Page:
Canine Hip dysplasia is the malformation and degeneration of the hip joints. It is one of the most common skeletal diseases in dogs and can be passed onto offspring.
Breeds more at risk includes St. Bernard, German Shepard, Labrador Retriever, Golden Retriever, and Rottweillers.
Age: Hip Dysplasia begins in the young dog and may be detected by symptoms as early as four months of age. Some dogs may not demonstrate symptoms until they are entering their geriatric years.
· Decreased activities
· Difficulty rising
· Reluctance to run or jump or climb stairs
· Intermittent or persistent hind limb lameness (often worse after exercise)
· "Bunny hopping" or swaying gait
· Narrow stance in the hind limbs
· Loss of muscle mass in the hind limbs
Diagnosis: Orthopedic exam, pelvic radiographs
· Genetic predisposition
· Rapid weight gain
· Conservative medical therapy may include pain management and joint supplements. However, conservative medical therapy does not correct the underlying problem. Thus, degeneration of joint will continue.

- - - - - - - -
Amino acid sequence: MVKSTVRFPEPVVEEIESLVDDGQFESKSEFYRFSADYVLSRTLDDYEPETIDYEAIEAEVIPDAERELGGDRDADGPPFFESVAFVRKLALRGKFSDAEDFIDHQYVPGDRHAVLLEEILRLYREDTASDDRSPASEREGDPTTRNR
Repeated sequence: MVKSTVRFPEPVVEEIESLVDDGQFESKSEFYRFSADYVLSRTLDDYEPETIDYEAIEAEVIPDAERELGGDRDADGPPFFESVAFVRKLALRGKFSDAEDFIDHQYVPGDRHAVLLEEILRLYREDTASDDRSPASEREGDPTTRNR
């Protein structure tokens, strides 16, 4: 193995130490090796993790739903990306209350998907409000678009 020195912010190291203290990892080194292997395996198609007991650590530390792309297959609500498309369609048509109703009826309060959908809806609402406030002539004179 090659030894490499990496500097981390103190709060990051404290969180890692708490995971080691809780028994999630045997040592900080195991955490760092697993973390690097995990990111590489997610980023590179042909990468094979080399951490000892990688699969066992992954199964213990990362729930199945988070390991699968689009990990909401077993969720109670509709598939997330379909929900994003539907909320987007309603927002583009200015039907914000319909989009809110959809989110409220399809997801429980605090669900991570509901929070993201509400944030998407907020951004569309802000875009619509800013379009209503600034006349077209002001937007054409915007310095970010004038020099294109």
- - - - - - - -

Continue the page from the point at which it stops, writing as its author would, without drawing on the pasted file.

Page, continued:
· Surgical options are available but vary with the pet's size and degree of joint degeneration.
· Exercise should be limited to the individual tolerance of the pet.
· Swimming is recommended to maintain joint mobility while minimizing weight bearing.
· Passive joint motion will reduce stiffness and help maintain muscle integrity.
Diet: Weight control is important. Your vet may recommend a weight reduction or management diet if your pet is overweight. Purina makes a diet specific for degenerative joint disease called JM which we have found helpful in reducing severity of symptoms.
Prevention: Never breed a dog known to have Canine Hip Dysplasia. When adopting an "at risk" breed of puppy, ask the breeder if the dam/sire have had OFC Certification and adopt puppies whose parentage had good or excellent ratings. While this will not guarantee that the puppy will not develop Canine Hip Dysplasia, it will greatly reduce the likelihood.
Source: Larry P. Tilly, Smith, Jr., Francis W.K., The 5 Minute Veterinary Consult, Williams and Wilkins, 1997, pp. 676-677.